O’Brien and Cornish (2006) raised the question of whether it is ethical to require that an offender with a history of opiate addiction receive long-acting naltrexone as part of parole or probation. They noted that newly released prisoners have an extremely high rate of relapse to opiate use, and many judges and parole/probation agents are philosophically opposed to methadone or buprenorphine, claiming that their use is simply substituting one opiate for another (Walters, Clark, Gingerich, & Meltzer, 2007). Because of these concerns, the failure of many opiate-addicted patients to take daily medications, the relatively few side effects of naltrexone, and its blocking the euphoric effects of opiates all justify the need to provide long-acting naltrexone to individuals on parole or probation. A second ethical issue raised by O’Brien and Cornish concerns the possible need for opiates in the event of a painful accident or illness. They note that their nearly 40 years of experience with this medication shows that these situations can be managed safely by other medications and by ending naltrexone treatment.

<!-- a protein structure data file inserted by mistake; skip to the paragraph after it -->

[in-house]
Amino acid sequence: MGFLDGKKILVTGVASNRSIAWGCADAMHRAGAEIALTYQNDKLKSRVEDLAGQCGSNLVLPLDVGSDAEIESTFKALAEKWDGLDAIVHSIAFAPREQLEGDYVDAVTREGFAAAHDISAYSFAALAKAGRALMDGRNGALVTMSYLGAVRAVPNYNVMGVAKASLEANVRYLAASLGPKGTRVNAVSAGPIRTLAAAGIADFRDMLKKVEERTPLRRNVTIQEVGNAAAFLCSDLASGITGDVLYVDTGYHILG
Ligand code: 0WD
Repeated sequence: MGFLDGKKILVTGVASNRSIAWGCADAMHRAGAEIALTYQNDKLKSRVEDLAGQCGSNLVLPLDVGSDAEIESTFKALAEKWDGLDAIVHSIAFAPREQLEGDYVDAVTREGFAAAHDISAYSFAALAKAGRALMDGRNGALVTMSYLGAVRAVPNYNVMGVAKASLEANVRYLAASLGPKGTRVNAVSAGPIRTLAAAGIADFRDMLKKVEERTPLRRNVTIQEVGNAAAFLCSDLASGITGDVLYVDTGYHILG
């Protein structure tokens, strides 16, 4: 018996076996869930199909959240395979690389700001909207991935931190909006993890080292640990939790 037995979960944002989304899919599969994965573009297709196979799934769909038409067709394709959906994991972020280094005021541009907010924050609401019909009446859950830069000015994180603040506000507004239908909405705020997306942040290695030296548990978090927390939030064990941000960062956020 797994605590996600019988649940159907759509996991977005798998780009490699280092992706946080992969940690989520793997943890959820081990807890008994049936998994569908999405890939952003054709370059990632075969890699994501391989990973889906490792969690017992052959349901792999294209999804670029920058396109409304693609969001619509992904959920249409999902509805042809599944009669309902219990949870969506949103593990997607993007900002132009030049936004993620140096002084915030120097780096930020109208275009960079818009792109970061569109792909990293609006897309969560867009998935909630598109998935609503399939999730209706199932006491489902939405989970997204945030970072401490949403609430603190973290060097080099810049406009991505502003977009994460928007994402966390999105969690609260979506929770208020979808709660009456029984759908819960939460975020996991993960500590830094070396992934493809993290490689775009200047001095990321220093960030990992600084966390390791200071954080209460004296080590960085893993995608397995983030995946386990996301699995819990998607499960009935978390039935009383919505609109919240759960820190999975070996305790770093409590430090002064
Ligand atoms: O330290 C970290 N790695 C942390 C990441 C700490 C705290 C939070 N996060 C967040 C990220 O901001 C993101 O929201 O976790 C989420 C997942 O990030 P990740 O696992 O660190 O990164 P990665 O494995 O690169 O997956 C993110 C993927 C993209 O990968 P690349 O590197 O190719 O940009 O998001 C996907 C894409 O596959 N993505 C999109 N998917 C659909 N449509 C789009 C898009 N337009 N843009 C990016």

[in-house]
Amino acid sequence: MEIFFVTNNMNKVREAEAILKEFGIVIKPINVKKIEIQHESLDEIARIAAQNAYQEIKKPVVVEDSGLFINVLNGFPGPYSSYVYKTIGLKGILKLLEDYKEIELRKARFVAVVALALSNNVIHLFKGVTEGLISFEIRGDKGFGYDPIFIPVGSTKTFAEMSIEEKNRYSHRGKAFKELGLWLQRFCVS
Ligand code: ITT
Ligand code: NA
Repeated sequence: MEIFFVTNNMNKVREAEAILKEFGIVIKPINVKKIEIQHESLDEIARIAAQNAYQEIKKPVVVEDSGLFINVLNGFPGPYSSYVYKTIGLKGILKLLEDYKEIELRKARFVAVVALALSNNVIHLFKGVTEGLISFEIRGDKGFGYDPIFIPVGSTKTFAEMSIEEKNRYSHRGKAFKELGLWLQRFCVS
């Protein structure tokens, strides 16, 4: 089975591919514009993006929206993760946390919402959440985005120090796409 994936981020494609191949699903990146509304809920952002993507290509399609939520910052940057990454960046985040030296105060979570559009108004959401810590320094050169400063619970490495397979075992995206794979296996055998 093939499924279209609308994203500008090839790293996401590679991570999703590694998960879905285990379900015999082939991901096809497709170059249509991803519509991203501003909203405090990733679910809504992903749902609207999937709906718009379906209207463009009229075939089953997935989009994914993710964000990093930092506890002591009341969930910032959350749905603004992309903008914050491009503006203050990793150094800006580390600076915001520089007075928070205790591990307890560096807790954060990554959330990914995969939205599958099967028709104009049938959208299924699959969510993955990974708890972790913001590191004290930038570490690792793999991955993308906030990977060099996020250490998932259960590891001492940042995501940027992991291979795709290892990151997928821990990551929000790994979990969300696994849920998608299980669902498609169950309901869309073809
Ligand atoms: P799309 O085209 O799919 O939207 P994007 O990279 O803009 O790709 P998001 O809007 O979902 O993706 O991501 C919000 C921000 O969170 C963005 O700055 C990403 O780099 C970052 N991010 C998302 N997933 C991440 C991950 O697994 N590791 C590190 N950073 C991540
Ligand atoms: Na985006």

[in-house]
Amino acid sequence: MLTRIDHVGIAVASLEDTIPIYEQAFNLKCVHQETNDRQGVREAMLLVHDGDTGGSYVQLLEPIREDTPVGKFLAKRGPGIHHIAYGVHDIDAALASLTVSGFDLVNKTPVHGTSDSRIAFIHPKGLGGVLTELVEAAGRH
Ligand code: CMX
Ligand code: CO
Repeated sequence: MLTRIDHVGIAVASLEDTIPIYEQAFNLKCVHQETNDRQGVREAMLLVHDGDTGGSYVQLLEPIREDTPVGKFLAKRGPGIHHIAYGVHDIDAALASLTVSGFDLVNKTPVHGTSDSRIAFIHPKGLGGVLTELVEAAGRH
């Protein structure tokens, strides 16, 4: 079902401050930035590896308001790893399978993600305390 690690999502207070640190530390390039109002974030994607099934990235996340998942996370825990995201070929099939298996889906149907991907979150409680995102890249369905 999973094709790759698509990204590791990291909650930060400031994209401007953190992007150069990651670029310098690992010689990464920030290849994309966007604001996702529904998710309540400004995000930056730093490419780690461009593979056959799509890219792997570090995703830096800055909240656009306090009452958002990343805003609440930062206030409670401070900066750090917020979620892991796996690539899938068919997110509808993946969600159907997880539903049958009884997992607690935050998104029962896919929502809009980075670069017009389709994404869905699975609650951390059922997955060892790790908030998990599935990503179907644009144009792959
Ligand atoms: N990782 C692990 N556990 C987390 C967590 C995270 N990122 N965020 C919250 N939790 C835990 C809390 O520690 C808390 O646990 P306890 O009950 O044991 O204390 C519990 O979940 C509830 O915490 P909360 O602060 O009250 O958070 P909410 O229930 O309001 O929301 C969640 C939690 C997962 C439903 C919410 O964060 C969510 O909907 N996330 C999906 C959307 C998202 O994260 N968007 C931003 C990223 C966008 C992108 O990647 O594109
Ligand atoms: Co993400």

One potential hurdle to overcome was how would Institutional Review Boards (IRB) view treatment as usual for vulnerable populations. Having provided their written informed consent to participate, parolees and probationers with heroin addiction histories and 12 months remaining on parole or probation will be randomly assigned to one of two treatment conditions. These two conditions are: 1) assistance in finding treatment in the community; if relapse is detected during a monthly evaluation, participants will be assisted to find a new treatment program or return to the one they had been enrolled in; or 2) monthly injections of long-acting naltrexone for six months with brief counseling and similar access to community drug abuse treatment programs. Inasmuch as both treatment groups receive an active intervention, the study does not involve a no-treatment control group. All participants receive, at minimum, drug abuse counseling and information on how to access treatment in the community. It was emphasized to our IRB that the treatment as usual condition offered more of an intervention than standard care in the community (parole/probation supervision only). Many parolees and probation officers, both in Maryland and in the United States, have large caseloads which interferes with their ability to effectively monitor and supervise their clients’ behavior (Kinlock et al., 2011; Schmalleger, 2010).